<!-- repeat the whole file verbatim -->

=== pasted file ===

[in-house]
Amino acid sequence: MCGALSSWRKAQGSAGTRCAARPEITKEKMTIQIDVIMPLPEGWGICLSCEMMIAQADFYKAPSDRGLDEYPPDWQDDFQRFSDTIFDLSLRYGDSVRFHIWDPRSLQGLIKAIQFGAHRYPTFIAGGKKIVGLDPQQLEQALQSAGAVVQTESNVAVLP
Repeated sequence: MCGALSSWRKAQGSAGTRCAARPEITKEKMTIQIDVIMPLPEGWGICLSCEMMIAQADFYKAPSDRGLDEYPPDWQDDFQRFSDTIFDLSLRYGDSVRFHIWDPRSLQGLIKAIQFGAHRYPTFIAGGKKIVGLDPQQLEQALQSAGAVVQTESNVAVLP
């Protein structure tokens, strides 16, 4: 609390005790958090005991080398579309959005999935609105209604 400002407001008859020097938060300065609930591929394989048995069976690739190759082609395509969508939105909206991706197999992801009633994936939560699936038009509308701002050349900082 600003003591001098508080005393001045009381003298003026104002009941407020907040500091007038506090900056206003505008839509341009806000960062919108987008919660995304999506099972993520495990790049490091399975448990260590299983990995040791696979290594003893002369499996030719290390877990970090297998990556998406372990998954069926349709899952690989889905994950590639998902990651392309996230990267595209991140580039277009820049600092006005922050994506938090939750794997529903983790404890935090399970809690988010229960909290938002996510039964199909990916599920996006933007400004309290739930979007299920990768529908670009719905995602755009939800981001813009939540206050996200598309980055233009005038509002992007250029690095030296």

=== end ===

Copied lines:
[in-house]
Amino acid sequence: MCGALSSWRKAQGSAGTRCAARPEITKEKMTIQIDVIMPLPEGWGICLSCEMMIAQADFYKAPSDRGLDEYPPDWQDDFQRFSDTIFDLSLRYGDSVRFHIWDPRSLQGLIKAIQFGAHRYPTFIAGGKKIVGLDPQQLEQALQSAGAVVQTESNVAVLP
Repeated sequence: MCGALSSWRKAQGSAGTRCAARPEITKEKMTIQIDVIMPLPEGWGICLSCEMMIAQADFYKAPSDRGLDEYPPDWQDDFQRFSDTIFDLSLRYGDSVRFHIWDPRSLQGLIKAIQFGAHRYPTFIAGGKKIVGLDPQQLEQALQSAGAVVQTESNVAVLP
């Protein structure tokens, strides 16, 4: 609390005790958090005991080398579309959005999935609105209604 400002407001008859020097938060300065609930591929394989048995069976690739190759082609395509969508939105909206991706197999992801009633994936939560699936038009509308701002050349900082 600003003591001098508080005393001045009381003298003026104002009941407020907040500091007038506090900056206003505008839509341009806000960062919108987008919660995304999506099972993520495990790049490091399975448990260590299983990995040791696979290594003893002369499996030719290390877990970090297998990556998406372990998954069926349709899952690989889905994950590639998902990651392309996230990267595209991140580039277009820049600092006005922050994506938090939750794997529903983790404890935090399970809690988010229960909290938002996510039964199909990916599920996006933007400004309290739930979007299920990768529908670009719905995602755009939800981001813009939540206050996200598309980055233009005038509002992007250029690095030296």